A great deal of discussion has been seen on the Internet lately due to the sale of some high profile breweries to the big mass producers of beer. A large spectrum of opinions exist on this topic, and we will certainly see debate increasing as we see more breweries being sold to a variety of interests. Some are beginning to question the very idea of Craft Beer, and what follows here is a primer of sorts defining what traditional Craft is.
One topic of great interest to many is if whether breweries that sell to large corporations can still be considered Craft breweries. Some even take the idea a step further and say that if it can’t be defined, the idea of “Craft” beer isn’t legitimate, real or authentic. Others still have said that there can never be a things such as ‘Craft’ as all beer is the same. What follows is an examination of some of the ideas and issues and perhaps a small bit of illumination on the subject. To declare bias – yes, this writer believes firmly that there is something known as Craft Beer, and that it is significantly different in many ways. Indeed, it is typically positioned opposite Big Beer.
Perhaps the best place to start with this argument is in definition. Some would have us believe that if something cannot be defined, it cannot exist. This rational is fallacious and disingenuous and smacks of typical post-modern thought. It’s as if those holding the idea are thinking ‘If we assume that something can’t be defined rigidly, then it cannot be real’. It may be best to explore these things with a couple of simple examples in the next few paragraphs.
What is a city?
Most any member of modern society can agree and understand that cities are real and exist. (If not, you are not the target audience for this piece) Yet to define a city is a difficult concept. Following these three links illustrates the many definitions of a city.
- A dictionary definition of a city
- Good old WIkipedia’s entry for a city
- Definitions of city according to some countries
While the language, definition and specifics of a city are hard to pin down, clearly they do exist.
What is a mountain?
Many people understand that mountains exist and are different from hills. Hills of course exist, and are understood to be similar to mountains though smaller in size. The difference between the two are thus the ways that humans attempt to categorize them. Despite the fact that two people (or even interested bodies, be they political or professional) may have somewhat different definitions, many will agree that Mount Everest exists and is a mountain. True, there will be overlap between some definitions, but one would be foolish to suggest that mountains don’t exist. Of course citing a particular example may have folks arguing whether a specific geographic feature is one or the other, all should be able to agree that both hills and mountains exist. To say otherwise is choosing to be obtuse.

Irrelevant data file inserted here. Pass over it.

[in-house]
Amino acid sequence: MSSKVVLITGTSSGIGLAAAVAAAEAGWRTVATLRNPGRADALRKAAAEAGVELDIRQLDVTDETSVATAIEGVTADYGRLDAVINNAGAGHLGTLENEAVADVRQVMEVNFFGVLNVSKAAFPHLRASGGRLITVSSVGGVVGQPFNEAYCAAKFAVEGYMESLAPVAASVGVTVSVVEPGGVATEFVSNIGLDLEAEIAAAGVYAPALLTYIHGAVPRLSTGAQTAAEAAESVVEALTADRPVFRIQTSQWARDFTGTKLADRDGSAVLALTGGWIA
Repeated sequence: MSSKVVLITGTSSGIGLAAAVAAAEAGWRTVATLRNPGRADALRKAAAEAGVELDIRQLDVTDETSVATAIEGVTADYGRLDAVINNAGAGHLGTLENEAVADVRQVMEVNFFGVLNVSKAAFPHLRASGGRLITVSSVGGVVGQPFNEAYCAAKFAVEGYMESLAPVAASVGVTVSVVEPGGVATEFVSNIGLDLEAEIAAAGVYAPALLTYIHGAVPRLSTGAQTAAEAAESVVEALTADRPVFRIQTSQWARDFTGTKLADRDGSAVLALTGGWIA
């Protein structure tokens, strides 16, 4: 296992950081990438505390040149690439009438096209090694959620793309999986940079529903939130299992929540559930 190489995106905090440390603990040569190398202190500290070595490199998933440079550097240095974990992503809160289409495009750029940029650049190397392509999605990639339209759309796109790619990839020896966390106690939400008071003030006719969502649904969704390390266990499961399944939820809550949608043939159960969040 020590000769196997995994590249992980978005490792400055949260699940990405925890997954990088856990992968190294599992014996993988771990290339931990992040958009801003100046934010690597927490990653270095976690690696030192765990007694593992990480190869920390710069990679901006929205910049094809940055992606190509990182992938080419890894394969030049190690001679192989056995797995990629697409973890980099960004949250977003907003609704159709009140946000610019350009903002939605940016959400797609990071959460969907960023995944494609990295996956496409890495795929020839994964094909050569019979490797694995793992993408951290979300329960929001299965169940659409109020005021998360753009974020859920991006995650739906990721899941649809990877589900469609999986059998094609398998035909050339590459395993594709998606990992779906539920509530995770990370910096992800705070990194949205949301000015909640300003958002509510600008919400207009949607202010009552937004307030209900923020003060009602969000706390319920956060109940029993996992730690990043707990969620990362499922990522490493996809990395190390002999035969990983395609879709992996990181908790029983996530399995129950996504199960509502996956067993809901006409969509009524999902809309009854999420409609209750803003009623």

What’s the point?
Craft Beer does exist, even if some folks have a hard time defining it exactly. And to head off another weak argument, yes, definitions can and do change over time. A city today does not represent the same thing as one a hundred years ago, just like Craft Beer 20 years ago was different than Craft Beer today.
But what about Example Brewery X?
In any given system, we have to understand some basic facts. When examining Craft Beer, we must acknowledge certain things. With any given definition there will be examples that fit well, some that won’t fit at all, and some outliers. Outliers exist that complicate matters, but this is a principle of defining something – we can’t take every example or attribute into account as not all qualities apply to all examples. While we would love the world to be black and white, we most definitely live in a world of greys. (grays if you prefer) The Boston Beer Company and others such as Goose Island Beer Company will always make it difficult for enthusiastic debaters to pin down what exactly Craft Beer is or is not.
With those aspects out of the way, we can begin to look at the idea of defining (though imperfectly) what makes or does not make a brewery a Craft Beer one. Please note that the following are not in a particular order, and not all will apply to everyone’s understanding of the term. Perhaps it is best to think of these ideas as a framework, where there will be much in common but not necessarily all will be in perfect agreement. Hopefully this sort of framework will get people (and breweries) to think deeply about what Craft Beer is.
Local – many demand that a Craft brewery be local. While desirable, the reality is that as many grow, they will expand their distribution or even build sister breweries (Consider Stone Brewing, Sierra Nevada etc)
Ownership – Most agree that the ownership (some argue the majority of ownership) of the operation not be held by a MultiNational Corporation (MNC). Some add other stipulations such as a lack of ownership by Big Beer, or others add that ownership should be by people and not companies such as investment firms.
Ownership 2 – Many believe that the majority of the ownership should work actively in the business. This gets tricky when breweries start up and seek capital from many places such as family and friends. One might consider that the majority owners should be involved in the brewery operations on a day to day level and not act as figureheads.